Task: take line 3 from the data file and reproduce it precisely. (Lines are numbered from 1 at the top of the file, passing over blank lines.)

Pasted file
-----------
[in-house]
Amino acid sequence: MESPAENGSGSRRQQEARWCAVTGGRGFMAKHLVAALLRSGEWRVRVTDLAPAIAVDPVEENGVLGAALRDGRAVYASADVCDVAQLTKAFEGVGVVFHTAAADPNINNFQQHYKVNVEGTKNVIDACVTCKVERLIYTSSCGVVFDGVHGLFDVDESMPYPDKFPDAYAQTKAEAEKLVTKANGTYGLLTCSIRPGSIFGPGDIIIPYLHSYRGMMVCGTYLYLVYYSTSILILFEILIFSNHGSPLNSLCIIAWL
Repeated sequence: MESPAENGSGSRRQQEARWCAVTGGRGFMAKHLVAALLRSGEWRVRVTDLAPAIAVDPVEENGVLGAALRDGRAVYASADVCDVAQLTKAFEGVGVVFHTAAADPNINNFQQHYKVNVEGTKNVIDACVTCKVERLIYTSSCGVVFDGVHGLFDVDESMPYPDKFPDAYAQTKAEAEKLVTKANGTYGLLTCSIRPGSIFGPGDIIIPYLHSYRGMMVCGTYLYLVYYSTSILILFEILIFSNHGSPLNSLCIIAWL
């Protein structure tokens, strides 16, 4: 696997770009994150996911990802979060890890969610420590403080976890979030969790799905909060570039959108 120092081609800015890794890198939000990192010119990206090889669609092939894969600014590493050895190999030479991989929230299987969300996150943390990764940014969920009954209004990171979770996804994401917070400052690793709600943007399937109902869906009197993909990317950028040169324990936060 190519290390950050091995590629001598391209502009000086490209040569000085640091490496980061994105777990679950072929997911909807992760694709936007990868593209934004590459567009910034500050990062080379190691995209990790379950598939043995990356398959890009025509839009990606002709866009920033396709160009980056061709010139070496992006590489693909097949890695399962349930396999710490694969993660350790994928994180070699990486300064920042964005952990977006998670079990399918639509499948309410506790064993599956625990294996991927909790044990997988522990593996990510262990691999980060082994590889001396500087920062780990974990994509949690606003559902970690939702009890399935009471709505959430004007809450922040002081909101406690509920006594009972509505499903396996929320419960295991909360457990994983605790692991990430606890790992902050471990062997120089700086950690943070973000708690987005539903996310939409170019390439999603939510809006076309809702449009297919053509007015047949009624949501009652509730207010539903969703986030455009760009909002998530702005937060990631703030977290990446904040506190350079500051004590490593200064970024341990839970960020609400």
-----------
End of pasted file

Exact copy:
Repeated sequence: MESPAENGSGSRRQQEARWCAVTGGRGFMAKHLVAALLRSGEWRVRVTDLAPAIAVDPVEENGVLGAALRDGRAVYASADVCDVAQLTKAFEGVGVVFHTAAADPNINNFQQHYKVNVEGTKNVIDACVTCKVERLIYTSSCGVVFDGVHGLFDVDESMPYPDKFPDAYAQTKAEAEKLVTKANGTYGLLTCSIRPGSIFGPGDIIIPYLHSYRGMMVCGTYLYLVYYSTSILILFEILIFSNHGSPLNSLCIIAWL